UBC Theses and Dissertations
A 43mW single-channel 4GS/s 4-bit flash ADC IN 0.18um CMOS Sheikhaei, Samad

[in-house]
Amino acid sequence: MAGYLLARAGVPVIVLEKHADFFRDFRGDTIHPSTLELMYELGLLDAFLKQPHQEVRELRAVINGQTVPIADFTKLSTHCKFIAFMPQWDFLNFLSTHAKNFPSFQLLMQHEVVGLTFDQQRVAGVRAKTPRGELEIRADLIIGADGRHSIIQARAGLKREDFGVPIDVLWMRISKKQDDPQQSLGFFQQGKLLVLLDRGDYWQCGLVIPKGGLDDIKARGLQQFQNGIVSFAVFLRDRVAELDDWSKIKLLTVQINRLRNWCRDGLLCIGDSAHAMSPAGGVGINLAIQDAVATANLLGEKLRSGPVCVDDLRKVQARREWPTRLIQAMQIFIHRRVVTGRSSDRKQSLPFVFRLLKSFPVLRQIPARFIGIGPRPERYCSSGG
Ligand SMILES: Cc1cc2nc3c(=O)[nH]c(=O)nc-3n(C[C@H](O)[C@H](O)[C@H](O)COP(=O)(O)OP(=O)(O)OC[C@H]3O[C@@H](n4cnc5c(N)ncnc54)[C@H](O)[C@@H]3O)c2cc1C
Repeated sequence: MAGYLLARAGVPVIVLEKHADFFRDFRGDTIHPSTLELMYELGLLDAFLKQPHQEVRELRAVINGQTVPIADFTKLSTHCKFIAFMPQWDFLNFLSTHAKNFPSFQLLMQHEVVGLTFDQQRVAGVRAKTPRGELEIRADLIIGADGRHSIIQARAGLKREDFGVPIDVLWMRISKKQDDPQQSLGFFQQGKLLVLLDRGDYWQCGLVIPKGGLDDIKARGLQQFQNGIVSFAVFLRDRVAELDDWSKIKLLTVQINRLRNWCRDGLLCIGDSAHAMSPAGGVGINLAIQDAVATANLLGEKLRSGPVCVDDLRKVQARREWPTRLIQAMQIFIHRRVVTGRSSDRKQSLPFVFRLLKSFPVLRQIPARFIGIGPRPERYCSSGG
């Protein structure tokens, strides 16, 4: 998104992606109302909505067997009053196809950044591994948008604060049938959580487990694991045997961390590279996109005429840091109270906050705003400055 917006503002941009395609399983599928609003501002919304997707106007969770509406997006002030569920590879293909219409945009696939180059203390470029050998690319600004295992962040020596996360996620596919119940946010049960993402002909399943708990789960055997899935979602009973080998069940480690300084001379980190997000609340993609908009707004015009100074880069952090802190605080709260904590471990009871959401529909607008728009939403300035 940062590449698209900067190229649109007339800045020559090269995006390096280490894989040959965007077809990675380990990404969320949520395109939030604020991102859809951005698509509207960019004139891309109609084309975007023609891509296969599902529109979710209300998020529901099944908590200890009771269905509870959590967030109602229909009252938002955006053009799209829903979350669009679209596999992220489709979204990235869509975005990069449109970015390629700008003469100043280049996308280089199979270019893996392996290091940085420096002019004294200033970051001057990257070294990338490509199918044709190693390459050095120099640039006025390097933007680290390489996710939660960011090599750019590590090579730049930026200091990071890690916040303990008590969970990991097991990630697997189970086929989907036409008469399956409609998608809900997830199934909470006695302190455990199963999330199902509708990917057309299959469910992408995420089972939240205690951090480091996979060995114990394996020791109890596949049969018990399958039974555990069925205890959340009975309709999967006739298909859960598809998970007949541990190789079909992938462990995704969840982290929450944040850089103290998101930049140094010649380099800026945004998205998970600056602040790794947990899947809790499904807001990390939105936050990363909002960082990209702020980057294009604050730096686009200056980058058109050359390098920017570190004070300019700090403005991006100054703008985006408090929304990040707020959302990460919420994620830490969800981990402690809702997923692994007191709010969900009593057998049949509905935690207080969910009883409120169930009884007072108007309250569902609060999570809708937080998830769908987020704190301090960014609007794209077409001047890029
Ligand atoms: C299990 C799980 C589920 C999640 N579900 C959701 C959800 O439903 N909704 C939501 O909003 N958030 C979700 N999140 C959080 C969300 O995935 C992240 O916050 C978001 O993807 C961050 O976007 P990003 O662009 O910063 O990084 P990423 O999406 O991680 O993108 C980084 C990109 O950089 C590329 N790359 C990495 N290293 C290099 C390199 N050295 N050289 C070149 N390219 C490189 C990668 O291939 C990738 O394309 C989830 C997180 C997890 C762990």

The continued speed improvement of serial links and appearance of new communication technologies, such as ultra wideband (UWB), have introduced increasing demands on the speed and power specifications of high speed low to medium resolution analog to digital converters (ADCs). While multi channel ADCs can achieve high speeds, they often require extensive and costly post fabrication calibration. A single channel 4 bit flash ADC, suitable for abovementioned or similar applications, implemented entirely using current mode logic (CML) blocks, is presented. CML implementation allows for high sampling rates, while typically providing low power consumption at high speeds. To improve the conversion rate, both the analog (comparator array) and the digital (encoder) parts of the ADC are fully pipelined. Furthermore, the logic functions in the encoder are reformulated to reduce wire crossings and delay and to equalize the wires lengths in the layout. To keep the design simple, inductors are avoided. As a result, a compact design with small wire parasitics is achieved. Moreover, some geometric layout techniques, including a common centroid layout for the resistor ladder, are introduced to reduce the effect of mismatches to eliminate the use of digital calibration. The ADC is designed and fabricated in 0.18um CMOS and operates at 4GS/s. It achieves an effective number of bits (ENOB) of 3.71 (3.14, 2.75) for a 10MHz (0.501GHz, 1.491GHz) signal sampled at 4GS/s (3GS/s, 3GS/s). Differential/integral nonlinearity (DNL/INL) errors are between +/-0.35LSB and +/-0.26LSB, respectively. The ADC consumes 43mW from a 1.8V supply and occupies 0.06mm2 active area. Due to the use of CML circuits, the ADC achieves the highest speed reported for a single channel 4 bit ADC in a 0.18um CMOS technology. It also reports the best power performance among the 4-bit ADCs with similar or higher speeds. The active area is also among the smallest reported. In addition, in this thesis, the signal to noise ratio (SNR) of an ADC is formulated in terms of its INL performance. The related formulas in the literature are not accurate for low resolution ADCs, and yet they do not take the input waveform into account. Two standard waveforms, ramp and sinusoid, are considered here. The SNR formulas are derived and confirmed by simulation results.
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